So that’s where I am now. Still a barnrat, of course. But I’m getting compensated for my efforts and at least at the moment don’t need to look for a real job, which is nice. Especially since I don’t have a horse of my own I can ride, and I don’t see that as a possibility any time soon.
Speaking of my pony (who is actually 15 hands and not a pony, but he was my first horse so I often refer to him as my pony), Skipper is doing fairly well for a 31 year-old equine. He seems fully recovered from a horrible abscess that lasted forever and took ages to heal. For weeks I kept his foot taped up and a Hoof Shoe boot on him because I was paranoid about mud, small rocks, and other harmful stuff getting trapped up in his toe where the vet had to dig out the abscess. That’s finally starting to grow out, so it’s not as deep, and I just pick it out every day to keep it clean(ish).
He had to get his teeth floated recently because he was balling up his hay and having trouble chewing. Turns out he’s missing a tooth now and had some sharp points, so he’s doing much better since, but he’ll need to get his teeth checked more often from now on. Geriatrics can be high maintenance.
He’s also starting having narcoleptic-type moments where he basically falls asleep while standing up and nearly falls down. His knees will buckle, and then he jerks himself awake before he actually falls over. I notice him do it on a regular basis, and when I asked the vet about it, she said that if he’s not lying down and resting at night–because he maybe knows getting up will be difficult and/or painful with his arthritis–then he’s not getting enough rest. That makes sense, so we may look at upping his Previcox or something to make him more comfortable. A few times in recent weeks I’ve seen him roll and struggle to get back up, and that’s hard to watch. Either way, he has an acupuncture appointment tomorrow, so we’ll discuss all this then.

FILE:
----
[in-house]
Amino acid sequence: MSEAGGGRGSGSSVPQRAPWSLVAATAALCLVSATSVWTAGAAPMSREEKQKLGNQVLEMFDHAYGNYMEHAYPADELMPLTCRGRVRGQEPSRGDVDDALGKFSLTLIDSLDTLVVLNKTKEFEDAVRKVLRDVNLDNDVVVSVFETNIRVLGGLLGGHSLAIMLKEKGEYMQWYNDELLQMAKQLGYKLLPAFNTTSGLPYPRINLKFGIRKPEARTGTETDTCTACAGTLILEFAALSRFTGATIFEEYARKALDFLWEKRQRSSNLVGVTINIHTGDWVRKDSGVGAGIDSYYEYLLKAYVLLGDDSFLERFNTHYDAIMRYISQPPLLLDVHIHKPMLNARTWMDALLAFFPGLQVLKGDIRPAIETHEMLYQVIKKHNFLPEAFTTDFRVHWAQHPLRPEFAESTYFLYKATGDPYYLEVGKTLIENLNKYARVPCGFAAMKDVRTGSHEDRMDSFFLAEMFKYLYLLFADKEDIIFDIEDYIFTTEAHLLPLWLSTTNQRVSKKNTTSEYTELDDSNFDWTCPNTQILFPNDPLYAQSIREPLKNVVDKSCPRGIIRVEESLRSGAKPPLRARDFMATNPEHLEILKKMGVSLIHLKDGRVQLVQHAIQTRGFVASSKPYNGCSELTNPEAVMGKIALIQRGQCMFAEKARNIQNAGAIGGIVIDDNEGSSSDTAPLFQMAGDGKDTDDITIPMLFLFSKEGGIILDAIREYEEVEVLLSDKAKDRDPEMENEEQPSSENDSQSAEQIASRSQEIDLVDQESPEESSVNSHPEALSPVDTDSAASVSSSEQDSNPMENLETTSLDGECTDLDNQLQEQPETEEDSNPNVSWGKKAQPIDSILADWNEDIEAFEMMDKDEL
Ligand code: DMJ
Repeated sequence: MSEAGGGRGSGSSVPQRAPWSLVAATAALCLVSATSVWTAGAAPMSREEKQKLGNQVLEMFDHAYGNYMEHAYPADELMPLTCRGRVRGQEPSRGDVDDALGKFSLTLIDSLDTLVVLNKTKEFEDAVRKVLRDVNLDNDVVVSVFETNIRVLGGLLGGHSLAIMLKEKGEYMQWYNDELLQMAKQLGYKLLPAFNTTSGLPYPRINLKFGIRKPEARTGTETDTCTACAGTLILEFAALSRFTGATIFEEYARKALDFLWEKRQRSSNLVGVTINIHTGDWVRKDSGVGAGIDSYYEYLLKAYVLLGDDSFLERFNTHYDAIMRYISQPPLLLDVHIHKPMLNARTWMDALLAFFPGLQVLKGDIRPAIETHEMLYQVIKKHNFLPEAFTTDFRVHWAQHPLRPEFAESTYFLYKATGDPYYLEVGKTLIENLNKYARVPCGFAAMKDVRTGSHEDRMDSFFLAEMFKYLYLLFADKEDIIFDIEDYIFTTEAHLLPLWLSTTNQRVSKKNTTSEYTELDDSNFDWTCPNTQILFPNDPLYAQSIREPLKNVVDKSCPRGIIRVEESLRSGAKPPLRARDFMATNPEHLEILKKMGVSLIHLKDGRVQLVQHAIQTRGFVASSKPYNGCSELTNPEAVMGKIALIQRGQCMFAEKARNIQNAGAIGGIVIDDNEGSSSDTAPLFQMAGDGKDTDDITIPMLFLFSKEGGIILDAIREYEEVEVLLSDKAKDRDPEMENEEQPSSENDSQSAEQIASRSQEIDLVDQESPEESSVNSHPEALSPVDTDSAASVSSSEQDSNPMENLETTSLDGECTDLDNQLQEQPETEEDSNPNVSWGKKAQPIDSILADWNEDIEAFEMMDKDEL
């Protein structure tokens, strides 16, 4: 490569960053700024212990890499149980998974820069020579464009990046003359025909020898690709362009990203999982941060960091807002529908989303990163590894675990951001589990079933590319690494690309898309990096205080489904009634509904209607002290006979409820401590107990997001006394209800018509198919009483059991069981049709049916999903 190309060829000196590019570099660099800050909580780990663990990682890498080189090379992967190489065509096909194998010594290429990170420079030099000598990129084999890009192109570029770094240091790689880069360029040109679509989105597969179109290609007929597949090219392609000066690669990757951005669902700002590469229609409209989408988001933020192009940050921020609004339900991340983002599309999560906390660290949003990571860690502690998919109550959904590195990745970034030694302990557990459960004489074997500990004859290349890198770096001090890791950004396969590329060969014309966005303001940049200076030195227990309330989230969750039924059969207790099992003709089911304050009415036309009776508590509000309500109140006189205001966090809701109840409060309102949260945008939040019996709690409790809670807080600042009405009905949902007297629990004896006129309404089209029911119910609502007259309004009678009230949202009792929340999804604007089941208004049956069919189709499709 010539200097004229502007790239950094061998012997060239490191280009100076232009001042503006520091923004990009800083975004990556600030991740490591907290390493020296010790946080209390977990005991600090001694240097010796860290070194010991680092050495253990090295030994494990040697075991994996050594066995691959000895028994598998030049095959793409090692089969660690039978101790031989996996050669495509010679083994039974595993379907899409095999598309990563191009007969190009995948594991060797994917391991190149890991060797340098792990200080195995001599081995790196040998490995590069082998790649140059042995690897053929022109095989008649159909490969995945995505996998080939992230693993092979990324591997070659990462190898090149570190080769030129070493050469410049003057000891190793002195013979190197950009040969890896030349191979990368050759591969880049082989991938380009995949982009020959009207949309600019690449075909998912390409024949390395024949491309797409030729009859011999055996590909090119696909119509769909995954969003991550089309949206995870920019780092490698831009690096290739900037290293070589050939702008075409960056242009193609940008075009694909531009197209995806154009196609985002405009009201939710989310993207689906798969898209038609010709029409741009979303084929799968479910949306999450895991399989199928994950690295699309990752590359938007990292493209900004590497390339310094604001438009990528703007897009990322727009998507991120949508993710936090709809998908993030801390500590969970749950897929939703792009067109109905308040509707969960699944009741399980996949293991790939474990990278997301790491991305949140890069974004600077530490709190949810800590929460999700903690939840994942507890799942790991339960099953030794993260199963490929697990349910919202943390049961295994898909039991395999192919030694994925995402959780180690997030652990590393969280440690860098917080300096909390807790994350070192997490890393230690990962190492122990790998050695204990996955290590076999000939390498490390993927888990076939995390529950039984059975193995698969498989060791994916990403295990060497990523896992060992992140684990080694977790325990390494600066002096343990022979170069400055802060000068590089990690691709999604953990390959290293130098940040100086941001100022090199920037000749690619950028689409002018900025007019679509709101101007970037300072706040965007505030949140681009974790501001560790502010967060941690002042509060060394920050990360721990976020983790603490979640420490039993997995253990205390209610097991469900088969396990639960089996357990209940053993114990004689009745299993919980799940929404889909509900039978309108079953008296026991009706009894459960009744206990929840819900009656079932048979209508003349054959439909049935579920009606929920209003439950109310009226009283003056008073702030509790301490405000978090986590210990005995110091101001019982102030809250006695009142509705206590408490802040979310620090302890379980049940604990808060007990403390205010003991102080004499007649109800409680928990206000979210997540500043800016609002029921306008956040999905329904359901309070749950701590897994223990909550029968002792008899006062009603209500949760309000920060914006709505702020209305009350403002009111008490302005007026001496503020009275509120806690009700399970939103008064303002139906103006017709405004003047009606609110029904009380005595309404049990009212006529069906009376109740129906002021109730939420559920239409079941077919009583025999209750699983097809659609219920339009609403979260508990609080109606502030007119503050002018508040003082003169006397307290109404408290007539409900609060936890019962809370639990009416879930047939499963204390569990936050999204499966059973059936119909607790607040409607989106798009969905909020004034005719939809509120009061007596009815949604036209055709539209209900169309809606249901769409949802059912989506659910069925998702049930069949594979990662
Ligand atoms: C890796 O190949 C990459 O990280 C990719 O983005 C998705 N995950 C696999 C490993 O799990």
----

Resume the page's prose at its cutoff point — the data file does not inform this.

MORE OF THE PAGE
A couple of weekends ago I went and watched some of the jumper classes at the Brownland Farm “no frills” schooling show. Jimmy always encouraged us to watch other people ride. I couldn’t stay for the whole day because I had family plans, but on my way out I spotted an old truck just like one we used to own. I emailed the photo to my dad, and according to him, that was our old truck. Small world.
Next weekend there’s another Heather Gillette clinic at Southern Promise Farm, and I’m planning to go audit. I would LOVE to ride in it, but that’s not going to happen since I don’t have a horse of my own, or even a trailer to transport said nonexistent horse to SPF. But I’m looking forward to it because I really enjoyed watching the clinic she did out there last November. Even though I nearly froze to death.
I guess that’s about it for now. I plan to post more pictures since the weather has finally warmed up and I can take off my glove to snap photos with my iPhone without fear of chilblains and frostbite. I’ll possibly drive you guys nuts with them.